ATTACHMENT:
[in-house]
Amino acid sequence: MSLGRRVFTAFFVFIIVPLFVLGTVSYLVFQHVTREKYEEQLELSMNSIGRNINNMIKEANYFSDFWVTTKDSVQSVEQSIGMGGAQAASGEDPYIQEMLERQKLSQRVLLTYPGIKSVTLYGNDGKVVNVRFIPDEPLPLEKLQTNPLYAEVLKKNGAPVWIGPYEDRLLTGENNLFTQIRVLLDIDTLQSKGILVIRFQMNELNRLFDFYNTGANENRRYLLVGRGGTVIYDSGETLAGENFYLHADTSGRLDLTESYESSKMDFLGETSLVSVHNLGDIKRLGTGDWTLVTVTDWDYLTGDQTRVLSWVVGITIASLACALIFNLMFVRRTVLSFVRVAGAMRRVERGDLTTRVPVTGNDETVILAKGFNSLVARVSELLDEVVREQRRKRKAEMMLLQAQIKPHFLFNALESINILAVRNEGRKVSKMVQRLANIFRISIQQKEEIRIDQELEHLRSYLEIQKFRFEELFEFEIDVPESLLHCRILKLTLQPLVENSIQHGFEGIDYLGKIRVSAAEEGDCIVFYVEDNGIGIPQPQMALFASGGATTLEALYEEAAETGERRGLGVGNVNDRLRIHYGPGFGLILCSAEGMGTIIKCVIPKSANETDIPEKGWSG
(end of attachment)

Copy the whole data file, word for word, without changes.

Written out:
[in-house]
Amino acid sequence: MSLGRRVFTAFFVFIIVPLFVLGTVSYLVFQHVTREKYEEQLELSMNSIGRNINNMIKEANYFSDFWVTTKDSVQSVEQSIGMGGAQAASGEDPYIQEMLERQKLSQRVLLTYPGIKSVTLYGNDGKVVNVRFIPDEPLPLEKLQTNPLYAEVLKKNGAPVWIGPYEDRLLTGENNLFTQIRVLLDIDTLQSKGILVIRFQMNELNRLFDFYNTGANENRRYLLVGRGGTVIYDSGETLAGENFYLHADTSGRLDLTESYESSKMDFLGETSLVSVHNLGDIKRLGTGDWTLVTVTDWDYLTGDQTRVLSWVVGITIASLACALIFNLMFVRRTVLSFVRVAGAMRRVERGDLTTRVPVTGNDETVILAKGFNSLVARVSELLDEVVREQRRKRKAEMMLLQAQIKPHFLFNALESINILAVRNEGRKVSKMVQRLANIFRISIQQKEEIRIDQELEHLRSYLEIQKFRFEELFEFEIDVPESLLHCRILKLTLQPLVENSIQHGFEGIDYLGKIRVSAAEEGDCIVFYVEDNGIGIPQPQMALFASGGATTLEALYEEAAETGERRGLGVGNVNDRLRIHYGPGFGLILCSAEGMGTIIKCVIPKSANETDIPEKGWSG